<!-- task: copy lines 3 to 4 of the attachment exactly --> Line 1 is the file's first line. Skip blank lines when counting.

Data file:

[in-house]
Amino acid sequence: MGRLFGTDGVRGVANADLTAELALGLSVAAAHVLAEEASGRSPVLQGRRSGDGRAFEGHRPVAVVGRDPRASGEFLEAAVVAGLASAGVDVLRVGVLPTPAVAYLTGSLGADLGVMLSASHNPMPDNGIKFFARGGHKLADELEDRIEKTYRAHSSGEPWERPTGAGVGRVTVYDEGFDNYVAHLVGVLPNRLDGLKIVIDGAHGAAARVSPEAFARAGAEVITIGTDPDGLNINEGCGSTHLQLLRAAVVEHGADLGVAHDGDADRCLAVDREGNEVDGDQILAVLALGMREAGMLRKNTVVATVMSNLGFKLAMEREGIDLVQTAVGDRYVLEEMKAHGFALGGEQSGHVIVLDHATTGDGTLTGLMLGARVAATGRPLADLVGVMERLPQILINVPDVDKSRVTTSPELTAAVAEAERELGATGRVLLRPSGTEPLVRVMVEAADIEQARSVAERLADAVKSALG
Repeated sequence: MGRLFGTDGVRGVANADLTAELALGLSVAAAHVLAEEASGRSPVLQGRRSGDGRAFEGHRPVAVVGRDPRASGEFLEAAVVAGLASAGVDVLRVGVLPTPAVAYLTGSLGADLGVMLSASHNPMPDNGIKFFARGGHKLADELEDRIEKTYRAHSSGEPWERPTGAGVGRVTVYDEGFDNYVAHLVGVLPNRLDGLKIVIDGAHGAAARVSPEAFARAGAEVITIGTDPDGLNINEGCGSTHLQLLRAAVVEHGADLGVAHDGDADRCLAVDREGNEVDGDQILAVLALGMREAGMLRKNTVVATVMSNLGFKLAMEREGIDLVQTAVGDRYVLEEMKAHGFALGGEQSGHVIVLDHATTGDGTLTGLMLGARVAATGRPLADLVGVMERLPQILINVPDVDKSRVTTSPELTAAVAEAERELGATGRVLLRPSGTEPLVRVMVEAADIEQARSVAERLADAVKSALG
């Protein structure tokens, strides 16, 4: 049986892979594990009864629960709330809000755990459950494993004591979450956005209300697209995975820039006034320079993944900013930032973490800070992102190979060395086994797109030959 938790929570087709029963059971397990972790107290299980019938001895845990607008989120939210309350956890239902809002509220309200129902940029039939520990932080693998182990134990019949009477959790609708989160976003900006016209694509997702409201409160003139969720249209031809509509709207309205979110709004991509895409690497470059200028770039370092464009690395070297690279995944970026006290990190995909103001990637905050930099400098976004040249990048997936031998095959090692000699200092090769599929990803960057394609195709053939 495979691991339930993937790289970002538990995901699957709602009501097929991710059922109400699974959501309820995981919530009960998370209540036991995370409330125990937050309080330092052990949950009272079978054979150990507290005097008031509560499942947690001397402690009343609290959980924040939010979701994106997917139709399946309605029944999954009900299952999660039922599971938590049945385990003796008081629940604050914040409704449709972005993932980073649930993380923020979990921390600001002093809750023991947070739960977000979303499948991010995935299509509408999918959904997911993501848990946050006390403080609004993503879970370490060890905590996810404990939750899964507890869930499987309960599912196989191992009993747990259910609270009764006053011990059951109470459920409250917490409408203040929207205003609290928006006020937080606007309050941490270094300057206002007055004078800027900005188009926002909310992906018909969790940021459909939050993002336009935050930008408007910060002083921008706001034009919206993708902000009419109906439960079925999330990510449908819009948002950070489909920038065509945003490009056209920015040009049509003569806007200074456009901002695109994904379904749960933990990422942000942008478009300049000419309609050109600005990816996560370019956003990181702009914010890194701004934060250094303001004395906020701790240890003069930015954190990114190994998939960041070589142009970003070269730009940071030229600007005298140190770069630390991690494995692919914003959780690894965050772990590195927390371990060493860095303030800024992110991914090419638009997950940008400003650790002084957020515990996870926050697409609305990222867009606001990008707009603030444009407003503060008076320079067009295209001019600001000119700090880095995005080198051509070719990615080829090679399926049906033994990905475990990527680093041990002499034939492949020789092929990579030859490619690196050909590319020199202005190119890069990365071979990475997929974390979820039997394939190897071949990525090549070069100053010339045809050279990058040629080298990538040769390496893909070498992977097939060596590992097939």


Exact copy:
Repeated sequence: MGRLFGTDGVRGVANADLTAELALGLSVAAAHVLAEEASGRSPVLQGRRSGDGRAFEGHRPVAVVGRDPRASGEFLEAAVVAGLASAGVDVLRVGVLPTPAVAYLTGSLGADLGVMLSASHNPMPDNGIKFFARGGHKLADELEDRIEKTYRAHSSGEPWERPTGAGVGRVTVYDEGFDNYVAHLVGVLPNRLDGLKIVIDGAHGAAARVSPEAFARAGAEVITIGTDPDGLNINEGCGSTHLQLLRAAVVEHGADLGVAHDGDADRCLAVDREGNEVDGDQILAVLALGMREAGMLRKNTVVATVMSNLGFKLAMEREGIDLVQTAVGDRYVLEEMKAHGFALGGEQSGHVIVLDHATTGDGTLTGLMLGARVAATGRPLADLVGVMERLPQILINVPDVDKSRVTTSPELTAAVAEAERELGATGRVLLRPSGTEPLVRVMVEAADIEQARSVAERLADAVKSALG
């Protein structure tokens, strides 16, 4: 049986892979594990009864629960709330809000755990459950494993004591979450956005209300697209995975820039006034320079993944900013930032973490800070992102190979060395086994797109030959 938790929570087709029963059971397990972790107290299980019938001895845990607008989120939210309350956890239902809002509220309200129902940029039939520990932080693998182990134990019949009477959790609708989160976003900006016209694509997702409201409160003139969720249209031809509509709207309205979110709004991509895409690497470059200028770039370092464009690395070297690279995944970026006290990190995909103001990637905050930099400098976004040249990048997936031998095959090692000699200092090769599929990803960057394609195709053939 495979691991339930993937790289970002538990995901699957709602009501097929991710059922109400699974959501309820995981919530009960998370209540036991995370409330125990937050309080330092052990949950009272079978054979150990507290005097008031509560499942947690001397402690009343609290959980924040939010979701994106997917139709399946309605029944999954009900299952999660039922599971938590049945385990003796008081629940604050914040409704449709972005993932980073649930993380923020979990921390600001002093809750023991947070739960977000979303499948991010995935299509509408999918959904997911993501848990946050006390403080609004993503879970370490060890905590996810404990939750899964507890869930499987309960599912196989191992009993747990259910609270009764006053011990059951109470459920409250917490409408203040929207205003609290928006006020937080606007309050941490270094300057206002007055004078800027900005188009926002909310992906018909969790940021459909939050993002336009935050930008408007910060002083921008706001034009919206993708902000009419109906439960079925999330990510449908819009948002950070489909920038065509945003490009056209920015040009049509003569806007200074456009901002695109994904379904749960933990990422942000942008478009300049000419309609050109600005990816996560370019956003990181702009914010890194701004934060250094303001004395906020701790240890003069930015954190990114190994998939960041070589142009970003070269730009940071030229600007005298140190770069630390991690494995692919914003959780690894965050772990590195927390371990060493860095303030800024992110991914090419638009997950940008400003650790002084957020515990996870926050697409609305990222867009606001990008707009603030444009407003503060008076320079067009295209001019600001000119700090880095995005080198051509070719990615080829090679399926049906033994990905475990990527680093041990002499034939492949020789092929990579030859490619690196050909590319020199202005190119890069990365071979990475997929974390979820039997394939190897071949990525090549070069100053010339045809050279990058040629080298990538040769390496893909070498992977097939060596590992097939």